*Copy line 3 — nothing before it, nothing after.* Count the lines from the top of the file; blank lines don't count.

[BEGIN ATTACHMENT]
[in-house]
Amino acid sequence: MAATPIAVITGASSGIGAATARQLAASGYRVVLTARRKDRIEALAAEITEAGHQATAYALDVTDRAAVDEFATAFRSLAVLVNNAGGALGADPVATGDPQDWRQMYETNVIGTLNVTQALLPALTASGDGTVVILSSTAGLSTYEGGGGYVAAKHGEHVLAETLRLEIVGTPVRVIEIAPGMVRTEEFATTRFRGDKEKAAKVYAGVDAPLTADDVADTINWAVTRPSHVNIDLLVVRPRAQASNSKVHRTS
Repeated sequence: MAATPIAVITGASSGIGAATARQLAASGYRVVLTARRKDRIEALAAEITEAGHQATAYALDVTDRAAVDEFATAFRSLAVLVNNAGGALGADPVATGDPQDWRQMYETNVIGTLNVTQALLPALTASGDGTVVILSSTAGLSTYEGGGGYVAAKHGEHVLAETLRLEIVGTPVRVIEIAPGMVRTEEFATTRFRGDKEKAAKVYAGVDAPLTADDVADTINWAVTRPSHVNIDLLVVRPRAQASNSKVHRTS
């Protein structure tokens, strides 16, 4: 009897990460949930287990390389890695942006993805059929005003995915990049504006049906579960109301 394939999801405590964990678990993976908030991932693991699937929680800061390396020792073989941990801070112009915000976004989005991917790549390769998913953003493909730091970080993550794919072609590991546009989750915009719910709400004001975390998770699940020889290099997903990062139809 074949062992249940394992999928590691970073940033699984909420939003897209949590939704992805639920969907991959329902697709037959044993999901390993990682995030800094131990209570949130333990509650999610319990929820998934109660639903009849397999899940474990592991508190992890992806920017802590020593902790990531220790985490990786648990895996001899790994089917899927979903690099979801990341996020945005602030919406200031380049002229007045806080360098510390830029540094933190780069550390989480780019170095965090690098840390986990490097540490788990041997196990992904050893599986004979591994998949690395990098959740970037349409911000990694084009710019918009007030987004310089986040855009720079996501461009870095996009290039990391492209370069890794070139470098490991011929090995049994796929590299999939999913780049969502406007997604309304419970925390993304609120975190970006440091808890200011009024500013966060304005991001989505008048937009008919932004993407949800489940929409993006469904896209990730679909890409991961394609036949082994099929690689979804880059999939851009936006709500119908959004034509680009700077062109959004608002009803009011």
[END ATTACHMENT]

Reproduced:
Repeated sequence: MAATPIAVITGASSGIGAATARQLAASGYRVVLTARRKDRIEALAAEITEAGHQATAYALDVTDRAAVDEFATAFRSLAVLVNNAGGALGADPVATGDPQDWRQMYETNVIGTLNVTQALLPALTASGDGTVVILSSTAGLSTYEGGGGYVAAKHGEHVLAETLRLEIVGTPVRVIEIAPGMVRTEEFATTRFRGDKEKAAKVYAGVDAPLTADDVADTINWAVTRPSHVNIDLLVVRPRAQASNSKVHRTS